#metoo comes to DC Comics with a bang and Apokolips will never be the same. You’ll scream Oh My (Granny) Goodness after reading your Major Spoilers review of Female Furies #2!
Writer: Cecil Castellucci
Art: Adriana Melo
Letterer: Carlos Mangual
Editor: Jamie Rich
Publisher: DC Comics.
Release Date: March 6th, 2019
Previously in Female Furies: Granny Goodness assembles a crack team of orphaned females in her efforts to climb the slippery ladder of the Apokolips power structure. At every turn, the men who make up that structure stymie her efforts, belittle her charges, and impose their masculine desires on them. When the leader of her team, Aurelie, kills Steppenwolf’s bastard son, Rublon, it seems that all her efforts are for naught…
Your reviewer is a child of the 70s. I dimly remember a time when women were still basically housewives, where female teachers/nurses had to leave the profession when they married (hey, Australia, pretty backwards, yeah) and where husbands legally couldn’t be found guilty of raping their wives (despicable). In the forty years since, I’ve witnessed changes that no one then thought would happen – more female representatives in politics (and a woman leading my country), women leading major companies and a greater effort to understand and educate the population about the evils of domestic abuse.
And yet with the #metoo movement, we see that things haven’t shifted as much as they should, that men still treat women as if they were chattel, where opportunities in the workplace are still denied to women, and where women continue to earn less than men for working the same job. It’s against this background that Female Furies #2 rises like an avenging angel to smite the reader about the head.
BLUNT FORCE TRAUMA
There’s nothing subtle about Female Furies #2. The plight of the leader of the Furies, Aurelie, is not depicted in subtle strokes. Right on the page you see Willik pawing at her like she’s a doll, treating her as a possession to be used and abused, and not an individual with agency of her own. Her female colleagues constantly demean her, unsubtly stating she’s putting out for Willik’s affections, despite her vehement and emotional denials. There’s no support for her from her fellow team members, who are content to lash out at her instead of seeking to support her. This might be Apokolips, but even bad girls need support and love.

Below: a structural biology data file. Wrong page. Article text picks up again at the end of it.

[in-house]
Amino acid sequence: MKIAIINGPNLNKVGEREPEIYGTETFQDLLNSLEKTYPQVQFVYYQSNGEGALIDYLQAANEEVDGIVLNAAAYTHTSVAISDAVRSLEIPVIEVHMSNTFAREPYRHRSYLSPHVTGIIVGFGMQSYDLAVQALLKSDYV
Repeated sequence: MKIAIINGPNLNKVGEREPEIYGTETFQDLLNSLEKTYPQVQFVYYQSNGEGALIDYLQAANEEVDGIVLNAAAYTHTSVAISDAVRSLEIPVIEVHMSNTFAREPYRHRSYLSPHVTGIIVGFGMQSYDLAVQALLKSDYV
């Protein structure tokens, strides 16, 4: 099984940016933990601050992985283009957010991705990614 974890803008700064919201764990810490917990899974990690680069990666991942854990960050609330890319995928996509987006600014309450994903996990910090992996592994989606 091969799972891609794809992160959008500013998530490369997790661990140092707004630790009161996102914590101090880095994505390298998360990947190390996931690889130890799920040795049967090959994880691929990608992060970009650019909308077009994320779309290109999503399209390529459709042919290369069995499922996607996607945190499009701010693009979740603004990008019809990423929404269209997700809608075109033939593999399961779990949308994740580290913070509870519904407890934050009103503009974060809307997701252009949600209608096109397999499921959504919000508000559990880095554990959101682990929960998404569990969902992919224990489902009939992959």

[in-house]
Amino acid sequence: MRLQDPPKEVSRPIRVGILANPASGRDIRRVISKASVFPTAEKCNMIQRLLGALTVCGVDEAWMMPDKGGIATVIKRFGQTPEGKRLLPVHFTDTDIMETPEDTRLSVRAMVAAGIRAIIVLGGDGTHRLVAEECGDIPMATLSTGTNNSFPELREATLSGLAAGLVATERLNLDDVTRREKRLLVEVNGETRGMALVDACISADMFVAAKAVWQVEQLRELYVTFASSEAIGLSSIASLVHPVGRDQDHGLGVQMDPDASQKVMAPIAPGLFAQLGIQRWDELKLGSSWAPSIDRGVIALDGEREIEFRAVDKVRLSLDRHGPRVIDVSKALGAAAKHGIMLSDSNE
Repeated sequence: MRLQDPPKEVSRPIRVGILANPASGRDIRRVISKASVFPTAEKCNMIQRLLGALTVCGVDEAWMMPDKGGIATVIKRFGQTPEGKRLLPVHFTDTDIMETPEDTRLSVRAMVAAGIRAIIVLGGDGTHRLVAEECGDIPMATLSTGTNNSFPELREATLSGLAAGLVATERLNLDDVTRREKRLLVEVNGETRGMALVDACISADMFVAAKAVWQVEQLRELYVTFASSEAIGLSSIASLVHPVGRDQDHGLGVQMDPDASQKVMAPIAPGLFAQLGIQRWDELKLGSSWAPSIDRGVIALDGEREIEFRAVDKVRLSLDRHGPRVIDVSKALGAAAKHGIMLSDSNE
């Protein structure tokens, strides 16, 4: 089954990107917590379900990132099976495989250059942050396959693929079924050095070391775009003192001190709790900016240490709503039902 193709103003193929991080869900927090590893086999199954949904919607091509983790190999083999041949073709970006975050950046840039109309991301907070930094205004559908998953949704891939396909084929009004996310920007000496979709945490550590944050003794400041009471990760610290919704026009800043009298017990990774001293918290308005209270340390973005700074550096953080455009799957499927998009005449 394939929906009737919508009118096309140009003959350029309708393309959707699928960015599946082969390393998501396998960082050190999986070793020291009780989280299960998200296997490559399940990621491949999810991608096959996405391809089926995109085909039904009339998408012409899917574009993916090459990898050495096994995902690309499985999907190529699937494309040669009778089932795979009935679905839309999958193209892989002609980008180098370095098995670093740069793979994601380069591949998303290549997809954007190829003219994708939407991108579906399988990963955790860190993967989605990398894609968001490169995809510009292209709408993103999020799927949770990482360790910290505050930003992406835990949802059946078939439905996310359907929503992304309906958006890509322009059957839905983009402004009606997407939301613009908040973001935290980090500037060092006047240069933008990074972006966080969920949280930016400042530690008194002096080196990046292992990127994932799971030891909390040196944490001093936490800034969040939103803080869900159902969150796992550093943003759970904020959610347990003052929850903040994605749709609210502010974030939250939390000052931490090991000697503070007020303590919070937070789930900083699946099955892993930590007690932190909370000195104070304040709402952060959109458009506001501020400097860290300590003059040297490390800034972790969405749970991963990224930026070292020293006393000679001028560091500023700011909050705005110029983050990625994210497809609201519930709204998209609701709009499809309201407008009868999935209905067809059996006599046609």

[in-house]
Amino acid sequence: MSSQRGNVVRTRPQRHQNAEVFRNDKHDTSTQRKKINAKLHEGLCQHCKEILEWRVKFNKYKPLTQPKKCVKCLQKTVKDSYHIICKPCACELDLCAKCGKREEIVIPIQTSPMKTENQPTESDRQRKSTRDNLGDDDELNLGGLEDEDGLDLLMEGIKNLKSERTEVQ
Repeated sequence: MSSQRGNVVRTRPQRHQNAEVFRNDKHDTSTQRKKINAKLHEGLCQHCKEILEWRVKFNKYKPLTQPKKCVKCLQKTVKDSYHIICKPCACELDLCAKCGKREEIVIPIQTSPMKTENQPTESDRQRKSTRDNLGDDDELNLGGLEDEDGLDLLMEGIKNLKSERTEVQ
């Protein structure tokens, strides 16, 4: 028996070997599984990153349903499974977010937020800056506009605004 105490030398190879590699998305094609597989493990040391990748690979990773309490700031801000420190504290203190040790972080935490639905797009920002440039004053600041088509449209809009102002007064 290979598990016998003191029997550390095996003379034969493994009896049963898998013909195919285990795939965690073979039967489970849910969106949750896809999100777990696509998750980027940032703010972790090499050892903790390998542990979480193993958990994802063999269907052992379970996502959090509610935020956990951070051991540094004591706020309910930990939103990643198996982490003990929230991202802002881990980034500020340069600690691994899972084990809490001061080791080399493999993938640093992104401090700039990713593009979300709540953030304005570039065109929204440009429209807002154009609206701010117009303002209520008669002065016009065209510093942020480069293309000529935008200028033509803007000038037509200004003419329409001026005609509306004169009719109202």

There’s a demoralizing double page where Aurelie, recovering after the Willik’s ‘tender’ ministrations, is shown to be not coping at all with effects of his sexual assault of her. While her team go about proving themselves, Aurelie is shown lying in a fetal position, vomiting and then tearfully showering to wash away the memory of the attack. For a superhero comic, this is really very powerful, confronting stuff.
HELL IS OTHER PEOPLE
There’s no denying the blunt script that writer Cecil Castellucci has written. It left your reviewer depressed and exhausted. Yes, it exaggerates, but the basis of the exaggerations is very much real. Walk down the street and you can see men staring at attractive women – you can tell just by the look in their eyes they don’t see a person, but a collection of body parts to be admired. The insinuations of the men and women of Apokolips who Aurelie encounters is much the same – devalued by the men because she is a woman, and condemned by the other female member because she is being ‘favored’ by the men because she is perceived as being easy.
The only problem I had with Female Furies #2 is the Adriana Mello’s depiction of the female characters, which seems to run counter to the themes of the book. Most of the Furies are depicted as long-legged, curvy, heavy breasted, desirable women. It seems to me that drawing characters like that to appeal to a teenage male audience, tends to undermine the writer’s efforts. That said, the artwork is overall effective, and matches Castellucci broad storytelling.
BOTTOM LINE – EXHAUSTING
Reading Female Furies #2 feels like being beaten about the head by a length of wood. Every single trope about the terrible treatment of women in our world is poured onto the page, backed by a primal scream of outrage that can only leave readers exhausted. But if it makes you think for just a minute what it must be like for a woman to have to navigate the power structures put in place long ago by an endless phalanx of men, then your exhaustion is nothing to the total enervation and sense of helplessness that many women must feel.
Female Furies #2
Female Furies #2 is an ordeal by fire, a broadside against how men treat women, cast against the pulpy Technicolor of a modern superhero comic.